August 2012 Archives

Eminent Domain and Inverse Condemnation: Court of Federal Claims Opinions Recognize Limits to Right of Compensation for Less Than Permanent Takings

August 28, 2012

By Matthew Hinks

The Takings Clause of the Fifth Amendment to the United States Constitution provides that "private property [shall not] be taken for public use, without just compensation." The Constitution does not prohibit the taking of private property by the government -- so long as the taking is done for a "public purpose", -- but instead places a condition on the exercise of that power: namely, the payment of "just compensation". As the Supreme Court has recognized, "[t]he paradigmatic taking requiring just compensation is a direct government appropriation or physical invasion of private property." Lingle v. Chevron U.S.A. Inc., 544 U.S. 528, 537 (2005). In other words, situations where the government obtains title to or physically occupies private property present relatively uncomplicated issues as to whether a taking has occurred. More nuanced issues arise, however, where governmental actions cause less than permanent occupations. This principle was on display in a pair of recent opinions from the United States Court of Federal Claims, a court established by Congress to adjudicate monetary claims against the federal government.

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Los Angeles Superior Court Rules Saudi Prince's Benedict Canyon Project Was Illegally Subjected to L.A. Building Code Provisions

August 25, 2012

News Release


LOS ANGELES -- On August 23, 2012, a Los Angeles Superior Court judge ruled that the residential project proposed in the Benedict Canyon area by Saudi prince Abdul-Aziz ibn Abdul-Aziz al Saud, the Deputy Foreign Minister of Saudi Arabia, had been illegally subjected by the City of Los Angeles to rules that are not applicable to the project. [Tower Lane Properties, Inc. v. City of Los Angeles, Los Angeles Superior Court case no. BS137339.]

The rule at issue is City Building Code sec. 91.7006.8.2 which requires projects that are subject to subdivision to apply for a tentative tract map prior to grading on sites greater than 60,000 square feet. The city and certain neighbors argued that this provision is applicable to the Saudi prince's project even though no subdivision was proposed or contemplated. Hence, they argued the project requires a discretionary review and public hearings.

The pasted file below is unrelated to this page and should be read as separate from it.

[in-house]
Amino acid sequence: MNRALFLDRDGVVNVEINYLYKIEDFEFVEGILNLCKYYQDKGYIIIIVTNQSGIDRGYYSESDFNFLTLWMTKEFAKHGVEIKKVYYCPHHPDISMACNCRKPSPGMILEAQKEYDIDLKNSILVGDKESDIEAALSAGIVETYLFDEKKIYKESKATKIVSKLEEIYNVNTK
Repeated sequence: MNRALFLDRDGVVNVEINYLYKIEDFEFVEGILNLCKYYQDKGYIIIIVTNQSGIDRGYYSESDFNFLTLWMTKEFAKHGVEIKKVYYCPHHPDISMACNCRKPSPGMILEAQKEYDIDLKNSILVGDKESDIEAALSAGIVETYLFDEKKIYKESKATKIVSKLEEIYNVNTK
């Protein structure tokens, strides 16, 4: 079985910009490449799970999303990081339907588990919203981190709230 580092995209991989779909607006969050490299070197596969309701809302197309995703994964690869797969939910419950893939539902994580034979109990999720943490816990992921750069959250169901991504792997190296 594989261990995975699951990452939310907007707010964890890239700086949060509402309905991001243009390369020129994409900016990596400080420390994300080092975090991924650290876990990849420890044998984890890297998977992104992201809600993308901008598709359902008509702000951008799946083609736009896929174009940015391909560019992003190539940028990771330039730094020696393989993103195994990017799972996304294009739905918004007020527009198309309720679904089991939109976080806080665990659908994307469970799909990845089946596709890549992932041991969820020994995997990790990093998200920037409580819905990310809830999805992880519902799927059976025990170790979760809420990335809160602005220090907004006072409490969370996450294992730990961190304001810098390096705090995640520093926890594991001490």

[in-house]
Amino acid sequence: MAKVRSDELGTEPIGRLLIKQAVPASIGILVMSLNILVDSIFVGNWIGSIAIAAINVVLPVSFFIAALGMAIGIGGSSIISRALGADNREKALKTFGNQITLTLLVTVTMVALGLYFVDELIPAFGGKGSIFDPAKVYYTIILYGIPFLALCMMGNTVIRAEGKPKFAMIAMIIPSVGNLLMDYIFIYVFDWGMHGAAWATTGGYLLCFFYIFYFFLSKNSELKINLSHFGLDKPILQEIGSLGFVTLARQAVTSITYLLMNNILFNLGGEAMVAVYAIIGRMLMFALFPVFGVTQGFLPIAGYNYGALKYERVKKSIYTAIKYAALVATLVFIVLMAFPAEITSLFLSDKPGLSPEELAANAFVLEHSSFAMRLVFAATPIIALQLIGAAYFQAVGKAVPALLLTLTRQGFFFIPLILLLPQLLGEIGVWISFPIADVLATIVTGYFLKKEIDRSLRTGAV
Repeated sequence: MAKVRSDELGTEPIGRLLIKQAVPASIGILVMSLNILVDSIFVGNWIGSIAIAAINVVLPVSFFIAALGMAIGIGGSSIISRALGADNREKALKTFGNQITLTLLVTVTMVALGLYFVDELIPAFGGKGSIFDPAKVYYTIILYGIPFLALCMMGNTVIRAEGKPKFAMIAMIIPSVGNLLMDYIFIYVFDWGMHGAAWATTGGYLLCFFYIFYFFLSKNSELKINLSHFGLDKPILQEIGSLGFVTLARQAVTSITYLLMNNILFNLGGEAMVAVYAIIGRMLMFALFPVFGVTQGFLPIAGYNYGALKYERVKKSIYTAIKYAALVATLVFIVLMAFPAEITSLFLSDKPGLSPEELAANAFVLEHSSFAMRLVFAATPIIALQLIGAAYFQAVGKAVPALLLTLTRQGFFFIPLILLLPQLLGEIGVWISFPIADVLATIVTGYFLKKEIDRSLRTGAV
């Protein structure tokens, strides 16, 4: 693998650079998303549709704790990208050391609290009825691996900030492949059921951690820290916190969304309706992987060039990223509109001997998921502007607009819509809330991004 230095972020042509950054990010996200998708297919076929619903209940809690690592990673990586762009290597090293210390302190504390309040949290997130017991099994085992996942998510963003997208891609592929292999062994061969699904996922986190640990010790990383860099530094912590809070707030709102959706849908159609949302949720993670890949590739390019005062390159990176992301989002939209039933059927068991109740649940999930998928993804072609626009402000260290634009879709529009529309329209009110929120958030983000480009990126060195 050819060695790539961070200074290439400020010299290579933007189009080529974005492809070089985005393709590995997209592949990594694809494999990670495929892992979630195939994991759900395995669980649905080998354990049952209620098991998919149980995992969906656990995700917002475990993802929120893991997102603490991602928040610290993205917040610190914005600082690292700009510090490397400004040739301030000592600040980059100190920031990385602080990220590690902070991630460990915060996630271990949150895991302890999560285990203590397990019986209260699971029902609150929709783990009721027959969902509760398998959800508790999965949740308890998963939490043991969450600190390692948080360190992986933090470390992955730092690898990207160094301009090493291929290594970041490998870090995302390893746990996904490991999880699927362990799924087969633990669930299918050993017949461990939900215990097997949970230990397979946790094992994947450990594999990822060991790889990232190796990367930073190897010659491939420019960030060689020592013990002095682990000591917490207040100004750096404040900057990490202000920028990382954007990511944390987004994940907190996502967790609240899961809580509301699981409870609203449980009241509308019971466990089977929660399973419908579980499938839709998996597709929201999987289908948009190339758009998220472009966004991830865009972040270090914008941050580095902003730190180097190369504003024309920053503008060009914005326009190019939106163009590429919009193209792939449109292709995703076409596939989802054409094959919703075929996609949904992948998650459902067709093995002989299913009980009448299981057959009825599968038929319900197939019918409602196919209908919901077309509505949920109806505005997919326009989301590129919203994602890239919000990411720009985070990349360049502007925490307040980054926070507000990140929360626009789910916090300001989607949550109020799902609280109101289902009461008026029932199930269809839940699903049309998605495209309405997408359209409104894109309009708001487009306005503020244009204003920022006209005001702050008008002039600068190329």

The court found that the code section is not applicable to the project and ordered the city not to apply this provision to the project. The proposed project consists of three single family homes on three separate legal lots on Tower Lane.

Martha and Bruce Karsh, who own a large estate property next door, elected to intervene in the lawsuit. The Karsh's legal arguments regarding the applicability of this code section were also rejected by the court. In papers filed with the court, Tower Lane Properties submitted evidence of city records showing that Martha and Bruce Karsh had pulled numerous grading and building permits for their own property between 2003 to 2010 in order to construct a recreational building, a guest house, a conservatory with basement, and other improvements, and not once did the City subject them to the very same ordinance they argued Tower Lane Properties must adhere to, even though their property is also greater than 60,000 square feet. Tower Lane Properties produced evidence that the city had never before applied this ordinance to an applicant proposing a single family home on a single legal lot.

Martha and Bruce Karsh have been leading opponents of the project who have waged a campaign-style attack against the project and Prince Abdul-Aziz. The City of Los Angeles Ethics Commission website shows that Martha and Bruce Karsh had also hired a team of lobbyists to influence the city processing of this project. Bruce Karsh is one of the co-founders of Oaktree Capital, an international investment and management firm and, according to the Los Angeles Times, the largest creditor of Tribune Co. which owns the Los Angeles Times.

"Our client designed a project to comply with all the zoning and building code regulations, but in response to outside pressures the city devised new interpretations intended to force our client into a lengthy and unnecessary analysis of non-existent issues. This is a residential project which is completely consistent with neighboring properties and will be constructed in compliance with building and grading regulations. Yesterday's detailed and well- reasoned court ruling vindicates our client's position that the City tried to apply its rules in a discriminatory manner," said Benjamin M. Reznik, land use attorney for the Saudi prince. "It is most unfortunate that our client has been vilified by certain members of the community for doing nothing more than insisting that the laws of our city be applied to him fairly in the same manner as they are applied to other homeowners."

Click here to review the court's tentative decision, which became final after the hearing of August 23, 2012.

Contact
Benjamin M. Reznik
Jeffer Mangels Butler & Mitchell LLP
1900 Avenue of the Stars, Los Angeles CA 90067
BMR@jmbm.com
310.201.3572

Litigating Property Rights Cases in California: Law Seminars International

August 8, 2012

by Matthew Hinks

Litigating property rights cases in California requires navigating a confusing mélange of sometimes unfamiliar and often times conflicting groups of laws, rules and regulatory agencies.

On October 17, 2012, at the Marriott Los Angeles Downtown Hotel, I will be co-chairing an advanced one-day seminar entitled Litigating Property Rights and leading a distinguished panel of speakers who will help us understand this procedural and substantive thicket.

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